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Final stretch of primaries will showcase a divided GOP

The final stretch of primaries for state and federal offices kicks off Tuesday. Candidates loyal to former president Donald Trump and his false election claims are pitting them against rivals looking to move past those fights in this fall’s midterm elections. Some Republicans are trying to focus on unifying concerns such as inflation to regain control of Congress. Democrats argue the GOP candidates — and their campaigns against the democratic process itself — will prove too extreme for general-election voters. In Arizona, Republican candidates for Senate, governor, attorney general and secretary of state have all campaigned heavily on their alignment with Trump while promoting his false narrative of the 2020 election. Arizona Gov. Doug Ducey (R), co-chair of the Republican Governors Association, has thrown his weight behind a more traditional conservative candidate for governor

In Arizona, state lawmaker Mark Finchem is running for secretary of state. He is part of an official slate of election deniers seeking oversight of voting in 2024. Democrats have pursued a controversial strategy in some races of seeking to elevate GOP campaigns that they view as more extreme, and thus more beatable, in November. Some Republicans see incumbents who have broken with Trump as their most electable candidates in the fall, and Tuesday could intensify the criticisms that Trump has hurt the party’s chances with his endorsements. In Missouri, Trump promised Monday to issue a last-minute endorsement in the Senate primary — only to cast his lot behind “Eric” without identifying a surname, effectively leaving the door open to either Eric Greitens or Eric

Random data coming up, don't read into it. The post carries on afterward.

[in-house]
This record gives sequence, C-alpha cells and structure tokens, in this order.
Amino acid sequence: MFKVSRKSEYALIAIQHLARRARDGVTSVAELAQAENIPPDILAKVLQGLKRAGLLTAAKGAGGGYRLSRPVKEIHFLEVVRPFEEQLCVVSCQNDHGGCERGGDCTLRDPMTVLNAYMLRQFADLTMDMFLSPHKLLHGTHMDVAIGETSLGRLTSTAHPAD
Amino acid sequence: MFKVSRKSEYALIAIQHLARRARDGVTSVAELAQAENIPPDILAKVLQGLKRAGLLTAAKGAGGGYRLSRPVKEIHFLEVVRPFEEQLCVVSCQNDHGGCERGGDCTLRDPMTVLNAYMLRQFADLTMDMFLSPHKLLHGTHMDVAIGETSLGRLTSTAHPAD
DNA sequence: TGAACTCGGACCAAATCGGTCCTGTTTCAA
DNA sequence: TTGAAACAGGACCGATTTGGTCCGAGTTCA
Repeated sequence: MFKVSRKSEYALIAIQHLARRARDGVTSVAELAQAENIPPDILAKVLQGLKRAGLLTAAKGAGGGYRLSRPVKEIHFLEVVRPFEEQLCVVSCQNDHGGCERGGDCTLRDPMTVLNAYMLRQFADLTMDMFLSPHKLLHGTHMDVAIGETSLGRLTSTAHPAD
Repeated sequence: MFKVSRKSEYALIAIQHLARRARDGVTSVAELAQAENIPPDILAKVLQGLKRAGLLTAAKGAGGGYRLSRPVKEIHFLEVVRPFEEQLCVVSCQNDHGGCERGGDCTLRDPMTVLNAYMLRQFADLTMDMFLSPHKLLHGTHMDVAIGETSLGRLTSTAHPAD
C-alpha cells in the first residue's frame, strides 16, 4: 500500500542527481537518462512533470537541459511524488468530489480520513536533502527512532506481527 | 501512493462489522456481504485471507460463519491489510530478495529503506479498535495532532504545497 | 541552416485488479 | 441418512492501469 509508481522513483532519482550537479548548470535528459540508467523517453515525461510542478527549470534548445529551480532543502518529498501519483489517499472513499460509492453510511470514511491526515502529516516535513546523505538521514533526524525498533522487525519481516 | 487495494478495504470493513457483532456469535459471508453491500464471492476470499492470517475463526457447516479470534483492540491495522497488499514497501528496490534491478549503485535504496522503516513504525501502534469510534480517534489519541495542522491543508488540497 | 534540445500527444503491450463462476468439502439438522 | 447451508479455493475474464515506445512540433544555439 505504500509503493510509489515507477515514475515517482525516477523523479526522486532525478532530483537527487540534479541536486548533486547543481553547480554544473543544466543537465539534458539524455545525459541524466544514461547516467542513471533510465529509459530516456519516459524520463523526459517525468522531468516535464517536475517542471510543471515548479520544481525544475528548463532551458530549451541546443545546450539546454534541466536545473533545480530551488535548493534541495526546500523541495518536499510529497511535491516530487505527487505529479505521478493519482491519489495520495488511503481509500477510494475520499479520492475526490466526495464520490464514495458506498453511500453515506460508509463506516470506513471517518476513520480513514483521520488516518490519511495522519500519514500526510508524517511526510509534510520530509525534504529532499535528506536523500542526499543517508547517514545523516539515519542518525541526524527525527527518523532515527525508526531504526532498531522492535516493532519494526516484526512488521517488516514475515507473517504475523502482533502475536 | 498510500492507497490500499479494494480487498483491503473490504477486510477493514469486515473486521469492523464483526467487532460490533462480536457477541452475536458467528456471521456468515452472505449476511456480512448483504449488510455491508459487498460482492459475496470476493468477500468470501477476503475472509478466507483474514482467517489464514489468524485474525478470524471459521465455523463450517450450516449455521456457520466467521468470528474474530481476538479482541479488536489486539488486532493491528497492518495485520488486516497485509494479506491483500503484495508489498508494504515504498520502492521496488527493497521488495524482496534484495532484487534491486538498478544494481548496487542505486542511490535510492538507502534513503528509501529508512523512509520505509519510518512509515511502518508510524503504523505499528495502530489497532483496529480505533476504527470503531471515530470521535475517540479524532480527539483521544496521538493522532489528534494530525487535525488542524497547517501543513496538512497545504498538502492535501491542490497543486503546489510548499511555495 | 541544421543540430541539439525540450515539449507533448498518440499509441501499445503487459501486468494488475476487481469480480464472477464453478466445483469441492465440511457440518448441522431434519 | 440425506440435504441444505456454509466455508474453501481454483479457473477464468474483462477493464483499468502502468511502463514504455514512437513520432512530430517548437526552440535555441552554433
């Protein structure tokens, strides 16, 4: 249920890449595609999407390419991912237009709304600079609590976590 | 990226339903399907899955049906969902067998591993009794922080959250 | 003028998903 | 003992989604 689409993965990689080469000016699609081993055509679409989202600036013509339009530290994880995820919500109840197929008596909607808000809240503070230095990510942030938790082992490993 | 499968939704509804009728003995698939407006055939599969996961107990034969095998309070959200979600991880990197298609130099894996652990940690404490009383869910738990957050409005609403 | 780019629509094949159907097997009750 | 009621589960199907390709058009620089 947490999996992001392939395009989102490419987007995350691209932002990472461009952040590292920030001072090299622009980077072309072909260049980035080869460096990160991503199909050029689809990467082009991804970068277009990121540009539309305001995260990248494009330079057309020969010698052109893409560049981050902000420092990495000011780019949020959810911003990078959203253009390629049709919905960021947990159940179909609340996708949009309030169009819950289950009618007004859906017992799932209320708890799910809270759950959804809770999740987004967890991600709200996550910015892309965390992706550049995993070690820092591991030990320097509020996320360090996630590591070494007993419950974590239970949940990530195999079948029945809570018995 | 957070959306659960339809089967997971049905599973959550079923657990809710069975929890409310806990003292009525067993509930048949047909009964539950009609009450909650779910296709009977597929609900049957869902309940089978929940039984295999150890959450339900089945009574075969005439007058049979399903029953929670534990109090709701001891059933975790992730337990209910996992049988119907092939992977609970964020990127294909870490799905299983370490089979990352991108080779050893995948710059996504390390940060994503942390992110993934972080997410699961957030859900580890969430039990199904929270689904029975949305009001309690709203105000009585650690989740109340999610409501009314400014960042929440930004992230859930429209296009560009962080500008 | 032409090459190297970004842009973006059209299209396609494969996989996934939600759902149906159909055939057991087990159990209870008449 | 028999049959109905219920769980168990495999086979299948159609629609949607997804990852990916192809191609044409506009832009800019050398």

Trump and Pence have endorsed different candidates in the Wisconsin GOP gubernatorial primary, which will be held Aug. 9. The winner will face Democratic Gov. Tony Evers, setting up one of the most high-stakes gubernatorial races in the country. Alaska voters will decide in a special election whether to send Sarah Palin to Washington to fill the late congressman Don Young’s term and whether she should advance past the primary to vie for the seat in the November election. The last major day of primary elections is Aug. 23, in Florida and New York, two states that were rankled by redistricting that occurs after the once-a-decade U.S. Census. The race is the first competitive Democrat vs. Republican race since the Supreme Court overturned Roe v. Wade.